Facebook Sponsored Stories Are Dead: The Rise Of Ubiquitous Social Context


SponsoredStoriesGraphic650Facebook announced last Thursday that it would begin phasing out sponsored stories. No new ads can be created from this point on, while previously purchased inventory will run through April 9. The controversial ad unit typically featured friends’ interactions with pages or applications, and they would inform you if those friends liked sponsored pages. While the ad unit was popular with advertisers, this often wasn’t the case for consumers, and its demise was foretold by Facebook as early as last June. Rolled into this change, however, is a significant revamp and net increased visibility for “social context.”

While Facebook states, “Marketers will no longer be able to purchase sponsored stories separately,” of equal note is that actions taken by friends and fans will be baked into all other ad formats across Facebook as a part of this change. Facebook announced, “Stories about social actions your friends have taken, such as liking a page or checking in to a restaurant, [are] now eligible to appear next to all ads shown to friends on Facebook.”

As a result, expect to see any restaurant ad accompanied by a friend’s check-in, or brand ad indicating a friend’s interaction, regardless of format. Below are five key changes brand advertisers can expect:

  1. The loss of a top-performing ad format: Advertisers will need to test and distribute across other formats.
  2. Increased EdgeRank, and better results from organic posts: While it’s too early to tell for sure, removing sponsored stories from Timelines leaves a lot more room for earned and owned reach. There’s been a recent backlash against diminishing EdgeRank for brands as more and more space was allocated for advertisers, so a correction toward increased reach from brands capable of generating organic engagement seems very likely.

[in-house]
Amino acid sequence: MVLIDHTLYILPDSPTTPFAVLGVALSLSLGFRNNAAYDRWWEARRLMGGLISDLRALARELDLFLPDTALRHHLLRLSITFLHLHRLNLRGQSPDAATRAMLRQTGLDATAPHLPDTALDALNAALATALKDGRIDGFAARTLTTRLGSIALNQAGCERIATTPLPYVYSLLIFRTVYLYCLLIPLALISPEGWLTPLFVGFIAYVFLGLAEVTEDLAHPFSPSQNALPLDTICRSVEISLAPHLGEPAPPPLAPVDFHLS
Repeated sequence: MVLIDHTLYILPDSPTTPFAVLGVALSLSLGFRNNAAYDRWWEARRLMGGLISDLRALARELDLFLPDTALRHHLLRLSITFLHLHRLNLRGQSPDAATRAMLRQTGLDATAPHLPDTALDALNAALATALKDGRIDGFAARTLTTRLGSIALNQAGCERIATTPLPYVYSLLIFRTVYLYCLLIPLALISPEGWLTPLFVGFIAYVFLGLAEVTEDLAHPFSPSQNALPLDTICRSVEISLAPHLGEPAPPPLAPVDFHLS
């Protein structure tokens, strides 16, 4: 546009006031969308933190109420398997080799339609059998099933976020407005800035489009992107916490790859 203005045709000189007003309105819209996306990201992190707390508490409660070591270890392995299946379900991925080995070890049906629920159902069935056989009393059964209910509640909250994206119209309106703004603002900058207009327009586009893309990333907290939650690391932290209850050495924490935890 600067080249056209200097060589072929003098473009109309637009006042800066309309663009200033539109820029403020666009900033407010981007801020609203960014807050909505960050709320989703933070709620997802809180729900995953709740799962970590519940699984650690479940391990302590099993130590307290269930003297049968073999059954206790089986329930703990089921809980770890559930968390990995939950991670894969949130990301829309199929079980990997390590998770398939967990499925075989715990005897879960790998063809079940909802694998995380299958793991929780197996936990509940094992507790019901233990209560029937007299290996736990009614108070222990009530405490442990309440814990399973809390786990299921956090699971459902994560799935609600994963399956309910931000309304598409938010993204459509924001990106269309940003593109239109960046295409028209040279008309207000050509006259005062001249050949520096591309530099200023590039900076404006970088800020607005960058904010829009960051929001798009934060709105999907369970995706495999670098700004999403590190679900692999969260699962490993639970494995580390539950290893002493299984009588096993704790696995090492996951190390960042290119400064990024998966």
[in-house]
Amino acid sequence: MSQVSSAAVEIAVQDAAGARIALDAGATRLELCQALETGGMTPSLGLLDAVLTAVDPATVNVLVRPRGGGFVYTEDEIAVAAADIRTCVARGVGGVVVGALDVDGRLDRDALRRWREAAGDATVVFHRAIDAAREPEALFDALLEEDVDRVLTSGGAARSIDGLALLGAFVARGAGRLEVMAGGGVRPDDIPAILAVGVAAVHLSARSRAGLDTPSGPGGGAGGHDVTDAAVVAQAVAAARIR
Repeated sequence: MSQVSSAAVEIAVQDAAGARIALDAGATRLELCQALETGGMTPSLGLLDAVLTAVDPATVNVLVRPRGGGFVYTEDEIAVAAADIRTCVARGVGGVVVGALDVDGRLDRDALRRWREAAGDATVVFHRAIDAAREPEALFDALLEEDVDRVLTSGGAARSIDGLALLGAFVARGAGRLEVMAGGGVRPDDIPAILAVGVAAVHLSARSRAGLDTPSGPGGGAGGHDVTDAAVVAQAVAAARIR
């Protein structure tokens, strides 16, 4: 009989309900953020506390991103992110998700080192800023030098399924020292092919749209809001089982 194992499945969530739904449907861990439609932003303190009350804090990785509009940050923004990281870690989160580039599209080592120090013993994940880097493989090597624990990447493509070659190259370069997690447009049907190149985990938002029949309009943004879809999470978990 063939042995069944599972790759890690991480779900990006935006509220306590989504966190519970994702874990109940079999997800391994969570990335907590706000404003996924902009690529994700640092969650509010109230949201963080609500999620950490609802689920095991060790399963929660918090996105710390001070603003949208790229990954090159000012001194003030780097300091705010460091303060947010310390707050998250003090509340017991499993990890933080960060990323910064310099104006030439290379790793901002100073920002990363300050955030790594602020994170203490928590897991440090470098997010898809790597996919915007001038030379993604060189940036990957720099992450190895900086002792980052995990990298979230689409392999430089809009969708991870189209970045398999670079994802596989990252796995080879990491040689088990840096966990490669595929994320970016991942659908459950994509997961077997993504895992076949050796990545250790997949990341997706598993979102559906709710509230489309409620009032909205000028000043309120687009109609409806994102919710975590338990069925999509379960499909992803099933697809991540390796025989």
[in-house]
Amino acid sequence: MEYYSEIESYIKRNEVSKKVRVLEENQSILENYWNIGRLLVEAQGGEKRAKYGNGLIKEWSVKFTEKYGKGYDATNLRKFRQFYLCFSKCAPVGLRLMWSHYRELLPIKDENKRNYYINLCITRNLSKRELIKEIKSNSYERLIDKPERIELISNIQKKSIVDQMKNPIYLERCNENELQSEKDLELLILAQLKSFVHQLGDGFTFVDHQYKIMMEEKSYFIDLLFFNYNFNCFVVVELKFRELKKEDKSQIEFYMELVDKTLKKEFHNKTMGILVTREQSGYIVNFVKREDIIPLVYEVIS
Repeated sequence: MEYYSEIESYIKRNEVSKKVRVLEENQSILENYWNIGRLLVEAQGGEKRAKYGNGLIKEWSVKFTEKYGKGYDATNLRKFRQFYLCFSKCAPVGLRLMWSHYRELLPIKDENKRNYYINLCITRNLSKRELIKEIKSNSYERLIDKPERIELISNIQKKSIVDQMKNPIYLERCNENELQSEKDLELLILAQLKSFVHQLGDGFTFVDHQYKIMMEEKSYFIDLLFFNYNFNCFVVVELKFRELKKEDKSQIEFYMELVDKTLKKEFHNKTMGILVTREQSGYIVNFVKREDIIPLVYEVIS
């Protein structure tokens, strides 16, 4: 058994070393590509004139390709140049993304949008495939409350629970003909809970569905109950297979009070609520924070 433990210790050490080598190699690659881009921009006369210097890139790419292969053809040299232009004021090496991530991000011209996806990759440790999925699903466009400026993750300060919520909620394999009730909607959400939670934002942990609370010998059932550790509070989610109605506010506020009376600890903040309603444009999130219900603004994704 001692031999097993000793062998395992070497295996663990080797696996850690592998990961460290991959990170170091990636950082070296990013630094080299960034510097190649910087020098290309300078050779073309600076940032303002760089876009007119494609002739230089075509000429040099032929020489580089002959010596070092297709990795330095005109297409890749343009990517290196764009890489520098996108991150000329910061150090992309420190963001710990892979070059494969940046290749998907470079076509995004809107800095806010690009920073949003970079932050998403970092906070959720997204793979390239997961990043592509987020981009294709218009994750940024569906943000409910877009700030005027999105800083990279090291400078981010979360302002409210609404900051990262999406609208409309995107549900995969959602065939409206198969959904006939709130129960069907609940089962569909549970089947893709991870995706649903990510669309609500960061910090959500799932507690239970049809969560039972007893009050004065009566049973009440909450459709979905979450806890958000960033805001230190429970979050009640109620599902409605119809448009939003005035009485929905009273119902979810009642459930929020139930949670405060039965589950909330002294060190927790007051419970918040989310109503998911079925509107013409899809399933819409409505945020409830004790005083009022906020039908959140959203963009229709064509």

3. Better performance from other ad formats: As competition and clutter lessens, expect these ads to do better. How much better is yet to be seen.
  4. Engagement matters more than ever: With social validation tied into every ad format, the absence of it next to any ad will be a bit damning. We’ve seen brands focusing on advocate activation on Facebook, getting their existing brand advocates to engage. With the expectation that any ad will need at least one point of validation, and better ads will have more, getting this core group of superfans to contribute moves from important to essential.
  5. Paid segments derived from earned advocacy: With the expectation moving toward only showing ads that have social context, there will be a significant focus on building segments that are connected to engaged advocates. Each engagement a brand fosters from an organic advocate may unlock 70 to 100 new friends of that fan who can be reached with social context. If a brand wants to advertise to 1 million fans, it needs to earn engagement from 10,000 existing fans first.

Although it will remain in the tea leaves for some time, the cancellation of sponsored stories is definitely a big change that will have implications for any brand marketer. This move ties together nicely two narratives that Facebook has been emphasizing: contextual paid reach within and outside of a brand community, and that organic engagement of existing brand advocates should be a key metric of any brand page.

While there will be some growing pains in moving away from the popular format for advertisers, this is good for the end-user, and, ultimately, good for the brand. The criticality of building good, engaged communities becomes paramount, and performance tilts back a bit toward brands that are able to deliver a good experience, and not purely buy their competitors out of the feed.

Readers: How do you think the Facebook landscape will change with social context baked into all paid and organic efforts? And how do you plan to increase advocacy in your community? Continue the discussion with me below or on Twitter at @Danielmsullivan.

Dan Sullivan is the founder and CEO of “after-like marketing” firm Crowdly.